To obtain detailed information about the degree of surgical trainee supervision and delegation of procedures in a subspecialised department.
Operative procedures and their logical components were recorded in a database constructed in Microsoft Access. Information about operating surgeon and assistants and their grade was registered prospectively over 12 months.
A total of 1250 intermediate or major procedures were performed by eight consultants, one staff specialist, four senior registrars, three specialist registrars, and five registrars.
Number of components performed by surgeons in each grade and the degree of supervision and delegation.
Eight hundred and eighty five of the operations were elective, while 365 were done as emergency procedures. Emergency procedures were far more often done by surgeons in training than by a staff surgeon, while the opposite was true for elective operations. Out of 323 elective operations done by surgeons in training, 189 were done under supervision (58.5%), while 119 out of 276 emergency operations done by surgeons in training were supervised (43.1%; p=0.0002). One hundred and twenty eight of 638 (20%) open abdominal operations were done by the most junior surgeons, and yet they closed 36% of all abdominal wounds. Although the most junior surgeons only served as operating surgeons in 39 of 334 bowel operations (12%), they constructed 24% of all stomas, and 20% of all anastomoses. Registrars and specialist registrars never constructed stomas or anastomoses without supervision.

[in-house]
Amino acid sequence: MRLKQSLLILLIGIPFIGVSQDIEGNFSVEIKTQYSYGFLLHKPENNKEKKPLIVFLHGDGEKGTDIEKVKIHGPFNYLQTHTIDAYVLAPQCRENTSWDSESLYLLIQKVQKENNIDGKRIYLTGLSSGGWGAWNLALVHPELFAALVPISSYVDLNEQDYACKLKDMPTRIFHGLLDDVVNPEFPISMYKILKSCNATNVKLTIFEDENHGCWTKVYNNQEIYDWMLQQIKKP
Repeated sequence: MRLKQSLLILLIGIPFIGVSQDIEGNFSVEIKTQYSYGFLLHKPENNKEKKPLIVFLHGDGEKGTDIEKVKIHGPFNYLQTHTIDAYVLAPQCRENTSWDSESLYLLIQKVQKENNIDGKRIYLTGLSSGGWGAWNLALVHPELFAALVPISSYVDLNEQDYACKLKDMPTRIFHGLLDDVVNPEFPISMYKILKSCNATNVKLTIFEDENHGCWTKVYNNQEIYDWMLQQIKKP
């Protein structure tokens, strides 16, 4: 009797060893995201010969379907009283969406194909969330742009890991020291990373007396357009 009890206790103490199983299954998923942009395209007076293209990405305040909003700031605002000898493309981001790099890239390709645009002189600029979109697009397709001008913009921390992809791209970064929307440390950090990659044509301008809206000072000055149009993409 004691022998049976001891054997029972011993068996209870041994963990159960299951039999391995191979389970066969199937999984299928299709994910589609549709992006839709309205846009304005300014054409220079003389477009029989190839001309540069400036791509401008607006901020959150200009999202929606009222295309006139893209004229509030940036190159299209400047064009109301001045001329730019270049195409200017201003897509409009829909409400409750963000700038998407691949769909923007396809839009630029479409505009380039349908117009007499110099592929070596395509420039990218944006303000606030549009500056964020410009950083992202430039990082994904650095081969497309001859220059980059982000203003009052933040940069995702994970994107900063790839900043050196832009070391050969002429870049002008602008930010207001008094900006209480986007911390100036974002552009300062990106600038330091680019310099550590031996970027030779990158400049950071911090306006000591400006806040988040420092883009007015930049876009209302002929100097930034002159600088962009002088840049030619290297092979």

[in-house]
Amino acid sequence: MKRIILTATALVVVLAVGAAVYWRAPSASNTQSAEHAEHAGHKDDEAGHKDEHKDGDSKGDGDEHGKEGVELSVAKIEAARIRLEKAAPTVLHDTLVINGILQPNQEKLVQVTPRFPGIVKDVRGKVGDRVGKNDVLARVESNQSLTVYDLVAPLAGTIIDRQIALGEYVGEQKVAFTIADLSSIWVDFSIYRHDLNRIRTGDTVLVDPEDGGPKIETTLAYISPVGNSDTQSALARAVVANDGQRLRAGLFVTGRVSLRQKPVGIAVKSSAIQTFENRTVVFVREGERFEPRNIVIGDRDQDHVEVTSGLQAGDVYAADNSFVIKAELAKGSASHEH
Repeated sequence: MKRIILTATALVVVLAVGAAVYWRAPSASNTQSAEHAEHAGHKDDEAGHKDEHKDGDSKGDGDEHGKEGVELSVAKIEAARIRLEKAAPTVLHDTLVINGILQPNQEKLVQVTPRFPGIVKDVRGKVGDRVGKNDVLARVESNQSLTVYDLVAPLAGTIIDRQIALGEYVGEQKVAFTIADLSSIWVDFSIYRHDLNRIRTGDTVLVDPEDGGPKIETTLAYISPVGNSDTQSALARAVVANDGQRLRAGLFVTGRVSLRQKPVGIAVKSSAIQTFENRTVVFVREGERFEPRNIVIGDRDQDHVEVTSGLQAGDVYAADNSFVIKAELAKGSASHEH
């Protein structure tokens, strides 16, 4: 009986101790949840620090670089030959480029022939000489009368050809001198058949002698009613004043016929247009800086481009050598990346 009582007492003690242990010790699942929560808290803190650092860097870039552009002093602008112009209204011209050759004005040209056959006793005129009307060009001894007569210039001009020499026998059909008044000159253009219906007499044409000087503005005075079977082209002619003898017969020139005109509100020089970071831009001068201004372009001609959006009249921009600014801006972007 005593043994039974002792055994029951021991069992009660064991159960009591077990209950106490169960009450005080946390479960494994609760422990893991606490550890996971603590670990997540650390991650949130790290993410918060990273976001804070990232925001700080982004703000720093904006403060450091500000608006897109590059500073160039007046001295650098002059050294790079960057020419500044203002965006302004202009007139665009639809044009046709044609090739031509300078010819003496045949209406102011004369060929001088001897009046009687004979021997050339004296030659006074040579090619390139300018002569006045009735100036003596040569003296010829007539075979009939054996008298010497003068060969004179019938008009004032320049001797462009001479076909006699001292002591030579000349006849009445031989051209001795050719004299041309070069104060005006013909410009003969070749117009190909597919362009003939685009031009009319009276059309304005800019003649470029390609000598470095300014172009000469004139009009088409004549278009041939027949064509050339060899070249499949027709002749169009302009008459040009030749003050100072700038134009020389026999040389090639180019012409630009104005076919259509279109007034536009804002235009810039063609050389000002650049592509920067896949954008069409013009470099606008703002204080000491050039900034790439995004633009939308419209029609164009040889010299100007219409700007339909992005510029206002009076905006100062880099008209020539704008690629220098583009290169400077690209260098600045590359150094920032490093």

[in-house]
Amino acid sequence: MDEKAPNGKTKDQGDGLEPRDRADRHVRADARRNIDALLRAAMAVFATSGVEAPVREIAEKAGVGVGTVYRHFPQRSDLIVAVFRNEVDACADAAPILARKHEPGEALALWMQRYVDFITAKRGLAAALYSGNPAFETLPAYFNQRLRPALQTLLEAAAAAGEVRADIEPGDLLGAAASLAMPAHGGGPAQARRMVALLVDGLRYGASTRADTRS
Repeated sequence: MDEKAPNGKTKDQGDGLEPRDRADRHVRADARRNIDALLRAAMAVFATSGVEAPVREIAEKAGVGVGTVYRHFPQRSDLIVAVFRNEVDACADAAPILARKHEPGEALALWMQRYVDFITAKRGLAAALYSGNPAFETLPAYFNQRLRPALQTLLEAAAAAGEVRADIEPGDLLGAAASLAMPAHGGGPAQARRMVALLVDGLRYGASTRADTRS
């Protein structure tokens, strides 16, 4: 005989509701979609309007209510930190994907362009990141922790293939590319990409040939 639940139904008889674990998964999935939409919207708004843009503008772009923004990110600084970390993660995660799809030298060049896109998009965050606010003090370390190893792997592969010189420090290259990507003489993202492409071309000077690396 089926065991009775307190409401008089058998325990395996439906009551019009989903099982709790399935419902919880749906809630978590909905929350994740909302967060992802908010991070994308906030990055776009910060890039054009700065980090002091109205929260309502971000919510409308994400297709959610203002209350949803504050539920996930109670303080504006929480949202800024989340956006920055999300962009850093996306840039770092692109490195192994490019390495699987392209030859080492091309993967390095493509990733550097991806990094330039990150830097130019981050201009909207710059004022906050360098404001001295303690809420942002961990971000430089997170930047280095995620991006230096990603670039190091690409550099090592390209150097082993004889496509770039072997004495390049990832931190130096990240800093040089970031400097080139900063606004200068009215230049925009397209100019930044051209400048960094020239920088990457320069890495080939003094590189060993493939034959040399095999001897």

Detailed information about individual and general training and supervision was achieved by a simple registration. Significant additional information was obtained about the extent of delegation of components compared with standard registration of operative procedures.
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